C. Related Species of Concern
There are several species of the genus which are known pathogens. These include B. anthracis which is pathogenic to humans and other animals, and B. cereus which is a common cause of food poisoning (Claus and Berkeley, 1986; Norris et al., 1981). B. thuringiensis, B. larvae, B. lentimorbus, B. popilliae, and some strains of B. sphaericus are pathogenic to certain insects. Other species in the genus can be opportunistic pathogens of humans or animals.
In a numerical classification using 118 characteristics of 368 species of Bacillus, the species B. thuringiensis, B. cereus, and B. mycoides clustered together at 89 - 92% similarity (Priest et al., 1988). The B. subtilis group, to which B. licheniformis belongs, joined the B. cereus group at 72% relatedness. Therefore, there is no difficulty in distinguishing between the toxin-producing strains of Bacillus and B. licheniformis.
III. HAZARD ASSESSMENT
A. Human Health Hazards
Bacillus licheniformis is a ubiquitous organism and likely enters the human digestive system many times a day. While data regarding its ability to survive in the human gastrointestinal tract are sparse, it is likely that the spores will pass through without causing harm. Outside the gastrointestinal tract, the
organism would likely be a temporary inhabitant of skin. Although it can grow over a wide range of temperatures including that of the human body (Claus and Berkeley, 1986), it is unlikely that this microorganism will colonize humans to any large degree. Contact with the microorganism, therefore, would generally be relegated to soil and other environmental sources.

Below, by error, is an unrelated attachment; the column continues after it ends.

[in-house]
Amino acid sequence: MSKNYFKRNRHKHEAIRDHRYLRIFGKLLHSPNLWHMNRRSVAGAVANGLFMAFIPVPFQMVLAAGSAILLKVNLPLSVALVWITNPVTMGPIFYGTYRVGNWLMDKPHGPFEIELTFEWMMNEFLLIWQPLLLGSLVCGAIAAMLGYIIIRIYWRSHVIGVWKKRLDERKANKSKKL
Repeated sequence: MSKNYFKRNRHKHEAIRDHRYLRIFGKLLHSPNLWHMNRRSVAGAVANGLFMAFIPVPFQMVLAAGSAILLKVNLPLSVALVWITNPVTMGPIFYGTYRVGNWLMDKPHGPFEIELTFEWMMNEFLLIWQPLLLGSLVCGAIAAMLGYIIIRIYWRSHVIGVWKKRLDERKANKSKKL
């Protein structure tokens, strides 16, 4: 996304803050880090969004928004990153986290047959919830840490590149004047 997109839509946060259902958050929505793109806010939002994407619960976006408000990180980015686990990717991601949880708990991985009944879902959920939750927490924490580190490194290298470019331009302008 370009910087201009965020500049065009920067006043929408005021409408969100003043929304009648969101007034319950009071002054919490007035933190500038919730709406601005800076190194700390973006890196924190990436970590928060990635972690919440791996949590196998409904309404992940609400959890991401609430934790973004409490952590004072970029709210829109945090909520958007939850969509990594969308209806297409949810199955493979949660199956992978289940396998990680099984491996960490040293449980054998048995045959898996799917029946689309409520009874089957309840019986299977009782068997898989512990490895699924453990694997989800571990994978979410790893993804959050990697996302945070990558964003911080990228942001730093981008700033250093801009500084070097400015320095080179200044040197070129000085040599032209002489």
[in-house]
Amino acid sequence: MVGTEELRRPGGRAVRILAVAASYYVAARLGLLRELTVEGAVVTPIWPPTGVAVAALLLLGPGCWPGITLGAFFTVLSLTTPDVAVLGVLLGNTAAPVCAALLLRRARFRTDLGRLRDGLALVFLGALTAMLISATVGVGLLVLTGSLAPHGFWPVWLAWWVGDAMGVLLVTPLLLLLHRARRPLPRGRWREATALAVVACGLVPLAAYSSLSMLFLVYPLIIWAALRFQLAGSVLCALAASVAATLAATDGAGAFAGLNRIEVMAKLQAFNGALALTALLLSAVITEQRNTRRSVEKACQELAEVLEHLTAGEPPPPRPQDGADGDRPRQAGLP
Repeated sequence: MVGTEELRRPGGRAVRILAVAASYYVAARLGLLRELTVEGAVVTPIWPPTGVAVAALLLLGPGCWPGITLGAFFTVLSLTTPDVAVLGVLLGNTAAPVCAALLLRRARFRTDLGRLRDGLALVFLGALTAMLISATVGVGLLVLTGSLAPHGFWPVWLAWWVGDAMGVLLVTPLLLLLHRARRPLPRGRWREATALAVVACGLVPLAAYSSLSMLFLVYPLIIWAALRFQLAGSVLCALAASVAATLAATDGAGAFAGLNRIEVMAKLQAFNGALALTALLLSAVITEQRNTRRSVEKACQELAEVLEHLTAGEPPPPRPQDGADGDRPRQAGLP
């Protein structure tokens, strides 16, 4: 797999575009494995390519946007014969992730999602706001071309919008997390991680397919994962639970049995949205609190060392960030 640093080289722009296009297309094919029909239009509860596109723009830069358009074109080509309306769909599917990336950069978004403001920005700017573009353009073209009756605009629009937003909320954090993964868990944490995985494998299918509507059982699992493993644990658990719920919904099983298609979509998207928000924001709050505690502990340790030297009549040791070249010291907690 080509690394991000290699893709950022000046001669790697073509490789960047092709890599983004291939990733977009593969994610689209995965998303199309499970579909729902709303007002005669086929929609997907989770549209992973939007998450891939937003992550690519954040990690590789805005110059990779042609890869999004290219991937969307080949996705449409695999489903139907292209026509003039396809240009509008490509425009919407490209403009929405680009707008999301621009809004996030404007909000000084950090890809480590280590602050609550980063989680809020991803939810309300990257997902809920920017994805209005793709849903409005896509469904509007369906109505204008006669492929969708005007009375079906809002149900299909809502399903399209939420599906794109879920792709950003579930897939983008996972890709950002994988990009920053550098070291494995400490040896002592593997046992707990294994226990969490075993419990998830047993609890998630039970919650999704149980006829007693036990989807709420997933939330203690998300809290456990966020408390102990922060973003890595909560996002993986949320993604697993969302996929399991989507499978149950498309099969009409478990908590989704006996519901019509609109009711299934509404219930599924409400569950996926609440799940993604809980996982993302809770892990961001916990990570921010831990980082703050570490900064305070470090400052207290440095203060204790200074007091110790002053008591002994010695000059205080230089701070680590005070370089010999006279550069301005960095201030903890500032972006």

2. Gene Transfer
While the species itself does not appear to have virulence factor genes, the genus Bacillus is known to be able to acquire plasmids from other bacteria in the environment. There is evidence to suggest that other species of Bacillus, such as B. subtilis, actively exchange genetic information in the soil (Graham and Istock, 1979). It is, therefore, theoretically possible for B. licheniformis to acquire the ability to produce toxins or other virulence factors; however, this has not been demonstrated.
3. Toxin Production
A review of the literature by Edberg (1992) failed to reveal toxigenic substances produced by B. licheniformis. While there have been cases of acute, selflimited gastroenteritis associated with the isolation of large numbers of this species, a toxic or direct effect on intestinal epithelia has not been demonstrated. It is difficult to ascertain whether the species in these reported cases, which are quite limited in number, actively participated in the infection or were isolated in conjunction with an unidentified pathogen. Obi (1980) reported that a number of species of the genus Bacillus, including B. licheniformis, B. subtilis, B. megaterium, and B. pumilus, were able to produce a lecithinase. Lecithinase is an enzyme that can disrupt the cell membrane of mammalian cells. However, there has not been acorrelation with production of this lecithinase and human disease.
4. Measure of the Degree of Virulence